Nancy Pelosi has settled into the Speaker's Office. With richly deserved congratulations to the first female speaker, the clock has started on the 110th Congress. Democrats plan to increase the minimum wage, adopt 9/11 Commission recommendations and remove the ban on Medicare negotiating lower prices with drug companies. They also plan to cut interest rates on student loans, cut oil industry subsides and broaden federal aid for stem cell research, among other things. But that's only the agenda for the first 100 hours.
After that it's up to the Dems to get us out of the hole Republicans spent the past six years digging us into. Of course, the first rule of getting out of a hole is to stop digging. So one of the Dems' first acts was to restore the "pay as you go" budget rule, which means that any future tax cuts or spending increases must be paid for by other tax increases or spending cuts.
Robert Kuttner wrote in the Jan. 6 Boston Globe, "It is virtuous of the Democrats to resurrect pay-as-you-go [PAYGO], but it's a little like closing the barn door after the horse escaped. In this case, the horse got away with about $3 trillion of deficits -- for tax breaks, military escalations, and special-interest spending for Republican clients like the drug companies." Kuttner called for a progressive tax code that repeals the Bush tax cuts for the rich, coupled with more relief for working families, allowing fiscal balance and some increased social spending.
Populist economist Max Sawicky noted that the House Democrats' budget rule will force advocates of the Bush tax cuts to find some way to offset the phase-out of those tax breaks in 2010. "In general from my standpoint the public needs to be educated as to the collision course of our fiscal policy," Sawicky wrote at Maxspeak.org Jan. 8. "PAYGO is a step in encouraging politicians down this road. Advocates of social welfare need to hammer away at the need for taxes to finance Social Security and Medicare/Medicaid. The other side has the burden of justifying huge cuts in these programs. It will be the great political-economic smackdown of the 2010s."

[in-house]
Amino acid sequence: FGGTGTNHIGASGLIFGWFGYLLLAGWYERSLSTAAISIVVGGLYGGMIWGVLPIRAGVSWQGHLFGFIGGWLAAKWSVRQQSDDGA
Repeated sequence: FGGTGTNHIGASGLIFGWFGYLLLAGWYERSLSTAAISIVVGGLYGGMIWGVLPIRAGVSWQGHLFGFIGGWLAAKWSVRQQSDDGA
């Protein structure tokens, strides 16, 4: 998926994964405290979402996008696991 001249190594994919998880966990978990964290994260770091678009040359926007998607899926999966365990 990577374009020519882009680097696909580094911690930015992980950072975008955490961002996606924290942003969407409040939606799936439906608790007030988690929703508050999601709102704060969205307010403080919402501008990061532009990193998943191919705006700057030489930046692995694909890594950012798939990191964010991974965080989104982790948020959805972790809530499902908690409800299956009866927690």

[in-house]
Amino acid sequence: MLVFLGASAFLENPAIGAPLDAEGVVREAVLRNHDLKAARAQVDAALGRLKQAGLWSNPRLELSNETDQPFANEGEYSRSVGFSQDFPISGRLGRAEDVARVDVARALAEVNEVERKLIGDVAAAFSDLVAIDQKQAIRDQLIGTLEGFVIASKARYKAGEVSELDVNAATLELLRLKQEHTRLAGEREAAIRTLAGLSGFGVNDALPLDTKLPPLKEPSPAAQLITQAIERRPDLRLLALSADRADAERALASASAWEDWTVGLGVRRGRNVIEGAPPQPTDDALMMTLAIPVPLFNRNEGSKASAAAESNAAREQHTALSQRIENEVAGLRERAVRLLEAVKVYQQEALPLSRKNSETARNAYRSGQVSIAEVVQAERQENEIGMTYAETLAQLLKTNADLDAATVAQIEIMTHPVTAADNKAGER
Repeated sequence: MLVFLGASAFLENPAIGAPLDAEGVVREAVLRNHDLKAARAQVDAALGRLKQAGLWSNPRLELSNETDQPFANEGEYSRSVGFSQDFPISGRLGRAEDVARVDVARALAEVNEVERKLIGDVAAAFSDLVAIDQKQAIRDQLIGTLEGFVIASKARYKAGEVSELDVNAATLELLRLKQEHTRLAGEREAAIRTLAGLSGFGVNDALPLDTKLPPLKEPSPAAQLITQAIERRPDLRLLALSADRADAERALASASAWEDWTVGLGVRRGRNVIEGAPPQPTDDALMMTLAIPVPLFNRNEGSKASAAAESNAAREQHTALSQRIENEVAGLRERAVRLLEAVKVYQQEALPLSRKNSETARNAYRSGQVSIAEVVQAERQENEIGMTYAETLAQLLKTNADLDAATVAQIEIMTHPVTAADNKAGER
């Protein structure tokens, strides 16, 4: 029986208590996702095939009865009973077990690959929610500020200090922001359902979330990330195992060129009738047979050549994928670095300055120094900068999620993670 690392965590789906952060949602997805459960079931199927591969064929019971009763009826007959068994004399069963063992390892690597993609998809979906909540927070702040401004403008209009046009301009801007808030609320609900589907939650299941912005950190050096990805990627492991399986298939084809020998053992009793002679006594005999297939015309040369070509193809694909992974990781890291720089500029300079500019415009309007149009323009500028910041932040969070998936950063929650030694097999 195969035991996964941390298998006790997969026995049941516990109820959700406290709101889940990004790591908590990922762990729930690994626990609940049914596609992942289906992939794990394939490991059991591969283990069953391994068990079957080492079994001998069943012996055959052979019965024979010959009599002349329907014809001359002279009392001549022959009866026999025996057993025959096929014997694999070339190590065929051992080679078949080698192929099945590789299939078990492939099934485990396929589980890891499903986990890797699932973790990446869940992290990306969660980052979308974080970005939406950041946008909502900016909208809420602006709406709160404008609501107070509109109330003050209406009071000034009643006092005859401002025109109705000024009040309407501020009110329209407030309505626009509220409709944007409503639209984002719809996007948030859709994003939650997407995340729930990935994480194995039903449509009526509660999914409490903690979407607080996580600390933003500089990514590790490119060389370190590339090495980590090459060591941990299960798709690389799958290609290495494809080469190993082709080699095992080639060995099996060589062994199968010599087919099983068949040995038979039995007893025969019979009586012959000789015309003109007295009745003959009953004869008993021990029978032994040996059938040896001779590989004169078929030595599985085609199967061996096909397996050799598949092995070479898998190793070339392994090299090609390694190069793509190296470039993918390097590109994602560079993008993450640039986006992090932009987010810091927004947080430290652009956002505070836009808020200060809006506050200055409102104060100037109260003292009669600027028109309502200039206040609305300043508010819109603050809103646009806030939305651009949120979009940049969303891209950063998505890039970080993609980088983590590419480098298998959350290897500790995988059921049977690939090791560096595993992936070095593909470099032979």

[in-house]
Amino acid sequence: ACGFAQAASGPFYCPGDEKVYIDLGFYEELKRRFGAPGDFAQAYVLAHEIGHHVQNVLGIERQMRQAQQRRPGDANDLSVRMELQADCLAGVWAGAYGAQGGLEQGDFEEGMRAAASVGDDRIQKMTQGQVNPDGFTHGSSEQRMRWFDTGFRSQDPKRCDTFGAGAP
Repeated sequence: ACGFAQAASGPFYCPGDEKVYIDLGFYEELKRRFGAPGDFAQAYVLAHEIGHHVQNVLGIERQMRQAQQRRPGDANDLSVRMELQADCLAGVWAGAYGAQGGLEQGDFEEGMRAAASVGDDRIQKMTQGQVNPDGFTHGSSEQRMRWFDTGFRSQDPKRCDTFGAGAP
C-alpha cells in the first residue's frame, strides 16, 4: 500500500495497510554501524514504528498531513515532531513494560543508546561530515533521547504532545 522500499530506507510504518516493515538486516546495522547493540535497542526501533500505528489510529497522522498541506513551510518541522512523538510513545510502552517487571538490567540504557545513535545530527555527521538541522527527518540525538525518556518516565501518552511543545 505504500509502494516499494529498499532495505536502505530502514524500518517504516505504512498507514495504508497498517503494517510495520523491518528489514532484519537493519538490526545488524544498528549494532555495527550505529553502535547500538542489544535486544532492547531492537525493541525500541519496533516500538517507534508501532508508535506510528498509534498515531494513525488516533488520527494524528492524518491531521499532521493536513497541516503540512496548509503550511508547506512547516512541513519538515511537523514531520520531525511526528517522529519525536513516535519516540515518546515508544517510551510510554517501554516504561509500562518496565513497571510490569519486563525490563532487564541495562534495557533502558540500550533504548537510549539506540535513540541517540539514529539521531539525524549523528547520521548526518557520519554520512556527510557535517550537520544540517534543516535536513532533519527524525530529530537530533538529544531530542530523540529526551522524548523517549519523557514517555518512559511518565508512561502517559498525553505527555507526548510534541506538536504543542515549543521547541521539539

In the meantime, Sen. Max Baucus (D-Mont.), chairman of the Senate Finance Committee, showed too much concern for the upper middle class at the expense of the working class when in early January he and Sen. Chuck Grassley (R-Iowa), the ranking Republican on Finance, agreed on the need to repeal the alternative minimum tax. The AMT was designed in 1969 to prevent 20,000 millionaires from escaping taxes, but because of inflation it threatens this year to bring 23.4 million upper-middle-class families into its clutches. However, Baucus and Grassley don't have a plan to replace the $750 billion the AMT would raise over the next decade.
Sebastian Mallaby of the Washington Post noted Jan. 8 that repealing the tax without tying it to broader reform would waste a political opportunity. He also noted that the tax is progressive: 90% of the tax revenue come from families earning more than $100,000 a year, according to the nonpartisan Tax Policy Center.
We feel sorry for any family that is caught in the AMT squeeze, but one of the reasons these families are caught is because the Bush tax cuts reduced their marginal tax rates. And unlike working-class families, the great majority of those AMT families don't have to worry about health insurance.
Some states are struggling to provide health insurance for their working poor because the federal government has abdicated its responsibility for the 46.6 million Americans who had no health insurance in 2005. California Gov. Arnold Schwarzenegger on Jan. 8 presented a plan that would require every resident of the state to be insured.